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Current Cites for December 2012

Submitted by Leo Klein on Fri, 12/21/12 (3:01pm)

go to Current Cites
Current Cites for December 2012 is out! You can find the issue here...

Current Cites for December is out. I wrote about an interesting article on library staff magazines in the UK in the first half of the 20th Century. The author did a good job explaining the context of why such magazines were becoming necessary -- more complex systems of communication, transportation and information management, growing organizations, increasing wealth and leisure time for working people, all of which predated the computer/internet by 50 to 100 years.

An Offer I Can Refuse

Submitted by Leo Klein on Wed, 11/21/12 (1:23pm)

Sorry, Adobe but your emails offering me, 'All the CS6 you want -- just US $19.99 per month', is probably the dumbest thing I've ever heard. I'm frankly not interested in renting out software on a monthly basis.

Adobe_Students_ROICS6CCM19.99V2_300x250_img.jpg

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2012 Colloquium on Digital Humanities

Submitted by Leo Klein on Mon, 11/19/12 (3:23pm)

I'm not much of a numbers guy but I appreciated the first round of presenters at the 2012 Colloquium on Digital Humanities which took place this weekend at the University of Chicago. The theme was 'big data'.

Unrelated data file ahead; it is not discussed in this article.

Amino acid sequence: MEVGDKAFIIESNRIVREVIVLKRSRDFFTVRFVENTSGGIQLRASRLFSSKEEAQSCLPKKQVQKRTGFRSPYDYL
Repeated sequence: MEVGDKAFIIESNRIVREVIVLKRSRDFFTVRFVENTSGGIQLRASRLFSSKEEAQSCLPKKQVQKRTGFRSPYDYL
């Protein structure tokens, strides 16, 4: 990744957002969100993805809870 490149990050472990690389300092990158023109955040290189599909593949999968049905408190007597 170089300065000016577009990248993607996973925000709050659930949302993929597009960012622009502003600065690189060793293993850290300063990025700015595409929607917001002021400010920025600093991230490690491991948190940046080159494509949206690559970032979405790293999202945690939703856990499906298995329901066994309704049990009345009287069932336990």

Here Diane Cline (U. Cincy) is giving a talk on "The Social Network of Alexander the Great" and a major part of her presentation were lines of connections, shown on a graph, between Alexander the Great, people who he knew, people who knew him, people who knew the people who knew him, etc. -- all charted out as a series of spiraling lines and nodes.

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Proceeds of the day

Submitted by Leo Klein on Thu, 10/18/12 (7:52pm)

At the Reference Desk (actually in the workroom):

  1. OMG! 'Students Help Yourselves'? So unfair! What about us starving non-students? Strike! Strike!
  2. Then I turn to the table and see this wonderful home-made cake!
  3. Then a student brings over a burrito from some event just outside the library! At the same time, someone from Access Services says they've got a bunch of trays from yet another event and could I help clear them out? Are you kidding? Here's a picture of the final haul. It's too much!
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Current Cites for September 2012

Submitted by Leo Klein on Sat, 9/29/12 (12:11pm)

go to Current Cites
Current Cites for September 2012 is out! You can find the issue here...

I featured an article from the journal Electronic Library titled, 'An Analysis of American Academic Libraries Websites: 2000-2010'.

Mommy, What's a 'Manila Folder'?

Submitted by Leo Klein on Thu, 9/27/12 (6:54pm)

I just had to laugh when in this otherwise informative usability study on LibGuides, I came across the following sentence:

"In the EMU Library’s initial LibGuides implementation, the option for tabs with rounded corners was used to resemble the design of manila file folders and increase the association with the file-folder metaphor."

Do kids these days even know what a 'Manila folder' is?